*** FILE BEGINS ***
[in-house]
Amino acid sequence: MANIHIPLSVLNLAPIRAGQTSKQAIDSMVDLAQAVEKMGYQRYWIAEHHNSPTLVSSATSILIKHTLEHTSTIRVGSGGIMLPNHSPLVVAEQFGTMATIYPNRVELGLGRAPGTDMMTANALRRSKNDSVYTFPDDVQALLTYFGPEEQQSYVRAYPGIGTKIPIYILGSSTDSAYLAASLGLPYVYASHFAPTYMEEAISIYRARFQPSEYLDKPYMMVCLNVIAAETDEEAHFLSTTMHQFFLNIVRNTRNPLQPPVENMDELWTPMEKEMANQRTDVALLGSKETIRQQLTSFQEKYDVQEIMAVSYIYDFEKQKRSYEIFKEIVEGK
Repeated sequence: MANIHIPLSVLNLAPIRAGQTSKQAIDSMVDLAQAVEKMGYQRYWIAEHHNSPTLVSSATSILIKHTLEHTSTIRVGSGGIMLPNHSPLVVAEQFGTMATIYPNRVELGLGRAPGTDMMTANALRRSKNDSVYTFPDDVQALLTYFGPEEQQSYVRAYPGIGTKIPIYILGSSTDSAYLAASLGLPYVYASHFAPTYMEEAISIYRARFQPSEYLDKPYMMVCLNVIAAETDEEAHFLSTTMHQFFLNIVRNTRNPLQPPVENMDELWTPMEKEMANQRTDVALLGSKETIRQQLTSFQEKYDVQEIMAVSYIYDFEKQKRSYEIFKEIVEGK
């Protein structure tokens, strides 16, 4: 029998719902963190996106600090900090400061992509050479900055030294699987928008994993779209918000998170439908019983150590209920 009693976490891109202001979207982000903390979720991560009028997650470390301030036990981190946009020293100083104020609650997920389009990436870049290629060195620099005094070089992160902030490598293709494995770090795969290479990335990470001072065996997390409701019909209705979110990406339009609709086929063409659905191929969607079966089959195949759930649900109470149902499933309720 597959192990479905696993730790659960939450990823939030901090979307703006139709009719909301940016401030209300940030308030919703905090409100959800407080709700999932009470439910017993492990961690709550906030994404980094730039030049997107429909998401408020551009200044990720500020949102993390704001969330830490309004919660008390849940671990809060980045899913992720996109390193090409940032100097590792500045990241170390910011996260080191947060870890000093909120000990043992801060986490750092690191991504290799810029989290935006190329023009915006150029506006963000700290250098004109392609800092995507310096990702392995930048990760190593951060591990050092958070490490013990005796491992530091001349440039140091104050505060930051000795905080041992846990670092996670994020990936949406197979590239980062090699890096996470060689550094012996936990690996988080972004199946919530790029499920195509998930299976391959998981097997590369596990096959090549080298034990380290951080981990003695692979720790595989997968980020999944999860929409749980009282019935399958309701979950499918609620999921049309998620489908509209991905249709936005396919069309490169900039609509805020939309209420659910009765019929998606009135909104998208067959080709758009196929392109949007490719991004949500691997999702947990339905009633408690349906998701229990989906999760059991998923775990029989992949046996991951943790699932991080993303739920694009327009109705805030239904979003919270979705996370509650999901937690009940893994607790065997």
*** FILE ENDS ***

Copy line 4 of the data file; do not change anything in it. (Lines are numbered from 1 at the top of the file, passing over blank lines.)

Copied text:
């Protein structure tokens, strides 16, 4: 029998719902963190996106600090900090400061992509050479900055030294699987928008994993779209918000998170439908019983150590209920 009693976490891109202001979207982000903390979720991560009028997650470390301030036990981190946009020293100083104020609650997920389009990436870049290629060195620099005094070089992160902030490598293709494995770090795969290479990335990470001072065996997390409701019909209705979110990406339009609709086929063409659905191929969607079966089959195949759930649900109470149902499933309720 597959192990479905696993730790659960939450990823939030901090979307703006139709009719909301940016401030209300940030308030919703905090409100959800407080709700999932009470439910017993492990961690709550906030994404980094730039030049997107429909998401408020551009200044990720500020949102993390704001969330830490309004919660008390849940671990809060980045899913992720996109390193090409940032100097590792500045990241170390910011996260080191947060870890000093909120000990043992801060986490750092690191991504290799810029989290935006190329023009915006150029506006963000700290250098004109392609800092995507310096990702392995930048990760190593951060591990050092958070490490013990005796491992530091001349440039140091104050505060930051000795905080041992846990670092996670994020990936949406197979590239980062090699890096996470060689550094012996936990690996988080972004199946919530790029499920195509998930299976391959998981097997590369596990096959090549080298034990380290951080981990003695692979720790595989997968980020999944999860929409749980009282019935399958309701979950499918609620999921049309998620489908509209991905249709936005396919069309490169900039609509805020939309209420659910009765019929998606009135909104998208067959080709758009196929392109949007490719991004949500691997999702947990339905009633408690349906998701229990989906999760059991998923775990029989992949046996991951943790699932991080993303739920694009327009109705805030239904979003919270979705996370509650999901937690009940893994607790065997």